The holiday spirit hit me so hard this year. How do you describe the Christmas feeling? Holiday music, drinking a Keto Eggnog, and comfy fluffy pajamas are all I want these days.
There is something magical in the air that makes me cherish all the people and good things that happened the last year.
The month of December is about reflection on our blessings and finding ways to bring happiness for those around us.
There are just a few days until that wonderful time, and I already hang strings of Christmas lights everywhere. I love decorating the Christmas tree, making DIY decorations and finding gifts for the loved ones.
I grew up drinking thick, creamy and so fluffy eggnog. It was surely a version that had no alcohol but so delicious.
What is Eggnog?
Eggnog is usually made with whole milk, cream, whipped egg whites, egg yolks, sugar, cinnamon, and nutmeg. The adult version can contain some alcohol like brandy, rum or bourbon.
Traditionally consumed around Christmas time in the United States and Canada, eggnog has gain popularity among Australia’s people too.
I love eggnog, but I have friends that hate it. It seems that there’s no middle ground on eggnog. You either like it or hate it.
I was surprised to find out, the eggnog we buy in a carton from the stores does not contain fresh egg.
To start preparing this unique drink, we will need to switch some of the ingredients in the original recipe to make it low carb.
Using my recipe you will make low-carb eggnog enough for at least 4 guests. The low carb ingredients you will need:
- 2 cups of unsweetened coconut milk
- 1 cup heavy cream
- 4 large yolks
- 1/2 cup Erythritol
- 1 teaspoon freshly grated nutmeg – for extra flavor.
- 1 teaspoon cinnamon
- 1 teaspoon vanilla extract
You can choose from Rum, Dark Rum, Brandy. Dark liquor has zero carbs.
Five different ways to make keto eggnog
- Instant Keto Eggnog
Add all the ingredients in a blender. Pulse for 20-30 seconds, and it’s ready to serve. It is definitely not as frothy and creamy as the classic recipe but is mess-free. Let it sit in the fridge for 1 hour and feel the holiday’s vibe.
2. Cooked Classic Eggnog Keto Recipe
This is my favorite method of making eggnog because it’s creamy and the risk of foodborne illness is reduced.
Eating raw eggs can increase the risk of Salmonella. If you decide to use raw eggs, make sure you get the pasteurized eggs from the store. You can pasteurize eggs at home, but the process is pretty time consuming, I don’t want to bore you with it.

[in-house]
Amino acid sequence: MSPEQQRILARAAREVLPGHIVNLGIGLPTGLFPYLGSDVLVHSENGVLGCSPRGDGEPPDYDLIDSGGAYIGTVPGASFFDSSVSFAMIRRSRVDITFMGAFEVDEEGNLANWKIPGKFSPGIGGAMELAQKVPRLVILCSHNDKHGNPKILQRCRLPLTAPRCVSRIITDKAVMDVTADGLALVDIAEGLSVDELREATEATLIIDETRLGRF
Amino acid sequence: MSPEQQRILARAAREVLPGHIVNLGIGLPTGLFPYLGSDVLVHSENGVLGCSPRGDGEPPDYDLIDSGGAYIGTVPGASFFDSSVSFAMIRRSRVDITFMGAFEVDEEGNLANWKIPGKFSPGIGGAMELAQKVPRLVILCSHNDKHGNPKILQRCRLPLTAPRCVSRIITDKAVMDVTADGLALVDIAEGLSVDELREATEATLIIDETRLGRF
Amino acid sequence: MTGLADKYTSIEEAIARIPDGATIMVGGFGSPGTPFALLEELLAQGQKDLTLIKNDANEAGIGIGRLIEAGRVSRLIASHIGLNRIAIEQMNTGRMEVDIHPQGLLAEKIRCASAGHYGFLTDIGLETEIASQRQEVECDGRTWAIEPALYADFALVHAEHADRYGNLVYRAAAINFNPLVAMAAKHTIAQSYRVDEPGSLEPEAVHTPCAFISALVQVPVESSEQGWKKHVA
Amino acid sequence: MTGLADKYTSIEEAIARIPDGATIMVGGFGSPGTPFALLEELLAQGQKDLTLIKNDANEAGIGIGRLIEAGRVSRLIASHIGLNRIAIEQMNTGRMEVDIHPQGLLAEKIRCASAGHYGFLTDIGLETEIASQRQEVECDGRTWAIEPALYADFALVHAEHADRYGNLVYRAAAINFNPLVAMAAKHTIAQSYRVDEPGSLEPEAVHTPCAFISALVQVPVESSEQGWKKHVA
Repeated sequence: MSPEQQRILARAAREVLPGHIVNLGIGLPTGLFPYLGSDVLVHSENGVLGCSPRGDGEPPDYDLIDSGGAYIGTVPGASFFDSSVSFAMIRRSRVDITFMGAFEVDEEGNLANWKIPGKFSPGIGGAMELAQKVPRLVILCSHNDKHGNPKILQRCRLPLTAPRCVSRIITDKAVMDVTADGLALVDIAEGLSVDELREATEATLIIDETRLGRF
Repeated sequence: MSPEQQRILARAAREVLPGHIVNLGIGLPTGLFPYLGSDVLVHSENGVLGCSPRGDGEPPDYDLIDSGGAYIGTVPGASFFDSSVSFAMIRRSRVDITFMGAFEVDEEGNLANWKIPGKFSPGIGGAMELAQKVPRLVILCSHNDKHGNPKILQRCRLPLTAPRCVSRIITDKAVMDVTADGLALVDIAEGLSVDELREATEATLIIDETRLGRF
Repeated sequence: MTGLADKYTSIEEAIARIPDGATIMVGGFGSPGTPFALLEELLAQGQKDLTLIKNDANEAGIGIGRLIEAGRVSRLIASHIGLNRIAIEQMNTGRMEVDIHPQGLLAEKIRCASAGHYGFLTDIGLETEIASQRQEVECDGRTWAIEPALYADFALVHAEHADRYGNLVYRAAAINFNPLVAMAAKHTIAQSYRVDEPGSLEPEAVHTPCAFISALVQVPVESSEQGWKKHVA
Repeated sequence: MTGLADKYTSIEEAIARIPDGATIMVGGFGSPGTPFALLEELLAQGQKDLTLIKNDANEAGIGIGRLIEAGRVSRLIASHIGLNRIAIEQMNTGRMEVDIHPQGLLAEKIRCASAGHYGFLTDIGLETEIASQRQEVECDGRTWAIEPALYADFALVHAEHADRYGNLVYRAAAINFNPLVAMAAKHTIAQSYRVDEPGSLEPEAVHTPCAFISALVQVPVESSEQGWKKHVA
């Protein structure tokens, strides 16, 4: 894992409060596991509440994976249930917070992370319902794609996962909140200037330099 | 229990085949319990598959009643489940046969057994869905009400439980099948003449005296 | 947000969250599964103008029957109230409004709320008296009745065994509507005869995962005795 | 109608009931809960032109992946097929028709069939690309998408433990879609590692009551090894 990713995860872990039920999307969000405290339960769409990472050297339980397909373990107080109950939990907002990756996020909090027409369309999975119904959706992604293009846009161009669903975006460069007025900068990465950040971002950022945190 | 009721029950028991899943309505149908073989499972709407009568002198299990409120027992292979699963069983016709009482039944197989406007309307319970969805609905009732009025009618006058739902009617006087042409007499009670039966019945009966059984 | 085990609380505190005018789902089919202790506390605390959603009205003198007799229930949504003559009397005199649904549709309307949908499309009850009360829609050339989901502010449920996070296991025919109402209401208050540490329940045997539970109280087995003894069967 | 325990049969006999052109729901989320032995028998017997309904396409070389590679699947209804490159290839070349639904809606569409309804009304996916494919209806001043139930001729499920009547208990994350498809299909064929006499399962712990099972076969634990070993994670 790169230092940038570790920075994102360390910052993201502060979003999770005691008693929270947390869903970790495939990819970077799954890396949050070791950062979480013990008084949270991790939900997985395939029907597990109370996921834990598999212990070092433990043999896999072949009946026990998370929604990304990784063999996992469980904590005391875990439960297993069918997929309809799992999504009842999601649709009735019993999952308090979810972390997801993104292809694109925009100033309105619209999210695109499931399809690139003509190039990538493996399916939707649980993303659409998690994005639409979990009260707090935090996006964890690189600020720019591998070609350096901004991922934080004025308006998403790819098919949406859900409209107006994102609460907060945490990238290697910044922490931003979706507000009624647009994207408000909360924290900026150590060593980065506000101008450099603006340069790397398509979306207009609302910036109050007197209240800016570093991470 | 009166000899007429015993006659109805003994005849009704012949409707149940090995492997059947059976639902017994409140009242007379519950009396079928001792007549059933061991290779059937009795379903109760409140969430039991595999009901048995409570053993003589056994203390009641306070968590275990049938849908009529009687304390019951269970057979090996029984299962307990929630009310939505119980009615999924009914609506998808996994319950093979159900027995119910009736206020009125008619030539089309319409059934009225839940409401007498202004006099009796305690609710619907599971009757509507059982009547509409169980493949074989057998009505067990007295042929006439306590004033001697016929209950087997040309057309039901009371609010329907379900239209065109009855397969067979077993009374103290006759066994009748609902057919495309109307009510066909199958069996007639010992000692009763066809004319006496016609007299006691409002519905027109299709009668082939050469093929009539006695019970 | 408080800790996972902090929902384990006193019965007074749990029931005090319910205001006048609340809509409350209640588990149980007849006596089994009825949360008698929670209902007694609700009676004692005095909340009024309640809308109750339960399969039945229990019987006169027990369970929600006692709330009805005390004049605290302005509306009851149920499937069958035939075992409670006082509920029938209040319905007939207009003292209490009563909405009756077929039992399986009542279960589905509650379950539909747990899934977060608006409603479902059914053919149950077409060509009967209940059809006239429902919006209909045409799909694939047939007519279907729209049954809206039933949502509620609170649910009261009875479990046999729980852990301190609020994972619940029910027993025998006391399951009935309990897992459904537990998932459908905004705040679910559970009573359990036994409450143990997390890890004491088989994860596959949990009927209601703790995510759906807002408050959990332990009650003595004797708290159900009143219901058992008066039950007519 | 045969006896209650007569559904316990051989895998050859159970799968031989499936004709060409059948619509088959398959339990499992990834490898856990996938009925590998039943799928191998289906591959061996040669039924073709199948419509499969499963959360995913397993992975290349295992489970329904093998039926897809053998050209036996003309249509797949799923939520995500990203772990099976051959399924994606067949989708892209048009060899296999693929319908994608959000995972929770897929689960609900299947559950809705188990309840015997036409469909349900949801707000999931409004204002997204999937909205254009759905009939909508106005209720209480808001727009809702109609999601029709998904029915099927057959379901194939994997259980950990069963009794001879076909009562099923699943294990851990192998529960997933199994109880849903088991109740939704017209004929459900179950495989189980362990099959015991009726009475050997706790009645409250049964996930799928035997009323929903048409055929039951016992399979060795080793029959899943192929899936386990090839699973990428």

3. Egg Whites Classic Eggnog recipe
Follow the recipe steps described below to make the cooked version of eggnog.
- In a medium mixing bowl, beat the egg whites to soft peaks.
- Gradually whisk the egg whites into the chilled mixture.
- I am not a big fan of this recipe because to me it tastes like undone ice-cream.
4. Child-Friendly Eggnog
For an alcohol-free low carb eggnog recipe, just remove the booze and replace it with rum extract and add low carb milk instead.
5. Chocolate Keto Eggnog
You will love keto Eggnog with a twist.
Just mix 1/2 bar melted super dark keto-friendly dark chocolate into the liquids and then, add two tablespoons of high-quality cocoa powder to the egg yolks. Then just follow the steps as shown below.
The best homemade Low Carb & Keto Eggnog | Velvety & Smooth
- In a bowl add the egg yolks and mix until they have a lighter color.
- Gradually add the sweetener and continue to whisk until completely dissolved.
- In a medium saucepan, over high heat, combine the almond, heavy cream, nutmeg, cinnamon. Bring to a boil and stir occasionally.
- Remove it from the heat, and slowly incorporate the eggs into the hot spicy milk. Whisk constantly to avoid the egg curdle.
- Stir in the vanilla extract and the alcohol of your choice (dark rum).
- Pour into a medium mixing bowl. Allow getting to room temperature, then transfer to the refrigerator for at least 1 hour. a
You can also add rum extract instead, to make it alcohol-free and kid-friendly.
How do we calculate the nutrition info?
These nutrition facts listed are determined using nutrition information from the USDA Food Database. Our nutrition facts are accurate, but if you are using different products, please make your calculations. Net carb count is calculated by subtracting both fiber and sugar alcohols because they don’t raise blood sugar.